Edible and Useful Plants of the Southwest: Texas, New Mexico, and Arizona

Edible and Useful Plants of the Southwest: Texas, New Mexico, and Arizona


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Edible and Useful Plants of the Southwest: Texas, New Mexico, and Arizona by Julia Larke, Michael Earney, Delena Tull

All around us there are wild plants useful for food, medicine, and clothing, but most of us don’t know how to identify or use them. Delena Tull amply supplies that knowledge in this book, which she has now expanded to more thoroughly address plants found in New Mexico and Arizona, as well as Texas.

Extensively illustrated with black-and-white drawings and color photos, this book includes the following special features:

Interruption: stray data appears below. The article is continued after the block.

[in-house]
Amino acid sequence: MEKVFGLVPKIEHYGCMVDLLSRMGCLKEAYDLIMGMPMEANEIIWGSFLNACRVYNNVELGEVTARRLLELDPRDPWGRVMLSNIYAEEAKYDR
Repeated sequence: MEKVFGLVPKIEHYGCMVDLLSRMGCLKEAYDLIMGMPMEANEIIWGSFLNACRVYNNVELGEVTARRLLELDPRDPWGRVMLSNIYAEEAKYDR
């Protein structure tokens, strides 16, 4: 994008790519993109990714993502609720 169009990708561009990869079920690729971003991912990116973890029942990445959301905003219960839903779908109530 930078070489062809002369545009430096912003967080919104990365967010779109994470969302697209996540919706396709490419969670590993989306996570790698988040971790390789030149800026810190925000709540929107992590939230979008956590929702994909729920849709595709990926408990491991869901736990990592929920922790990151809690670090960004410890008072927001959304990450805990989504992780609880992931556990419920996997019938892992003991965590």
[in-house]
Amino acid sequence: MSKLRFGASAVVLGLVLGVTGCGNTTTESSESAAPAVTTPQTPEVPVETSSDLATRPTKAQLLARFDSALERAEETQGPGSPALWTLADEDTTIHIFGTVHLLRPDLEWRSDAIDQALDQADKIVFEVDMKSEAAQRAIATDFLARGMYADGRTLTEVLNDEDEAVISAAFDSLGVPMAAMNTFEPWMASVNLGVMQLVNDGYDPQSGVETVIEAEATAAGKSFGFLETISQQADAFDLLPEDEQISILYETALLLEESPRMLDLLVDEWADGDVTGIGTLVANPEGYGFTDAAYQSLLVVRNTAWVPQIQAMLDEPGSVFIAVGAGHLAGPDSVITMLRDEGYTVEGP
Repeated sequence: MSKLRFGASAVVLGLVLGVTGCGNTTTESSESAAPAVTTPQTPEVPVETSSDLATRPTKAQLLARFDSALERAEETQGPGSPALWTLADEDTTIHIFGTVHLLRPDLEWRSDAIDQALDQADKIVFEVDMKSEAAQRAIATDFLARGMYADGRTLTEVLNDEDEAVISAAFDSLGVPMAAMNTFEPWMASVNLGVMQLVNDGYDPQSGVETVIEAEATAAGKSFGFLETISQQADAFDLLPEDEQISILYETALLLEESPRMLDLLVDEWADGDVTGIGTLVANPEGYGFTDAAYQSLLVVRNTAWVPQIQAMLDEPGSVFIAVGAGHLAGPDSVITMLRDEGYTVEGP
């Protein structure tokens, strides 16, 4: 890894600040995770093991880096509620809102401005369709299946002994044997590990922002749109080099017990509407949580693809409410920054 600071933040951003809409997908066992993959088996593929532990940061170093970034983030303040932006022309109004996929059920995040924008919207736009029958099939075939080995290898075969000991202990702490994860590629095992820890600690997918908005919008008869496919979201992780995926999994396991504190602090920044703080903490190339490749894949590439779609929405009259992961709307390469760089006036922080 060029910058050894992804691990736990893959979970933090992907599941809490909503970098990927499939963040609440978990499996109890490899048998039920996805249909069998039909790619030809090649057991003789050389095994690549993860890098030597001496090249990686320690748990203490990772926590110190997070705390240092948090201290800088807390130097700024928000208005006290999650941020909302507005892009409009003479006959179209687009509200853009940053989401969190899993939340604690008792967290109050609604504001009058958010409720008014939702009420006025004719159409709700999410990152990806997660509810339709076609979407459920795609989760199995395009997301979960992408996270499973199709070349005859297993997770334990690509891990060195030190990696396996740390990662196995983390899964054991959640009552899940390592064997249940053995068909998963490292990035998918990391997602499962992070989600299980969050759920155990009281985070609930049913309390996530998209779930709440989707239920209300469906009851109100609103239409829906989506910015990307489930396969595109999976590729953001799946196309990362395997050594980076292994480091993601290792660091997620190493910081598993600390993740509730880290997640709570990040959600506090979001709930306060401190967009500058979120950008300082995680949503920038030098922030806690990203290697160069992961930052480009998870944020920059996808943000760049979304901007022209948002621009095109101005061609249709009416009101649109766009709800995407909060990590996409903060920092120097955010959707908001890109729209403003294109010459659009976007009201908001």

• Recipes for foods made from edible wild plants
  • Wild teas and spices
  • Wild plant dyes, with instructions for preparing the plants and dying wool, cotton, and other materials
  • Instructions for preparing fibers for use in making baskets, textiles, and paper
  • Information on wild plants used for making rubber, wax, oil, and soap
  • Information on medicinal uses of plants
  • Details on hay fever plants and plants that cause rashes
  • Instructions for distinguishing edible from poisonous berries
  • Detailed information on poisonous plants, including poison ivy, oak, and sumac, as well as herbal treatments for their rashes

Product Details

ISBN-13: 9780292748279
Publisher: University of Texas Press
Publication date: 09/15/2013
Pages: 456
Sales rank: 544,394
Product dimensions: 5.50(w) x 8.00(h) x 1.00(d)

About the Author

Delena Tull is an environmental science educator and naturalist. A twenty-year resident of central Texas, she holds a Ph.D. in science education from the University of Texas at Austin.

Table of Contents

List of Photographs
List of Illustrations
Preface to the Revised Edition

What's in This Book
Vegetation Regions
Why Use Botanical Terminology?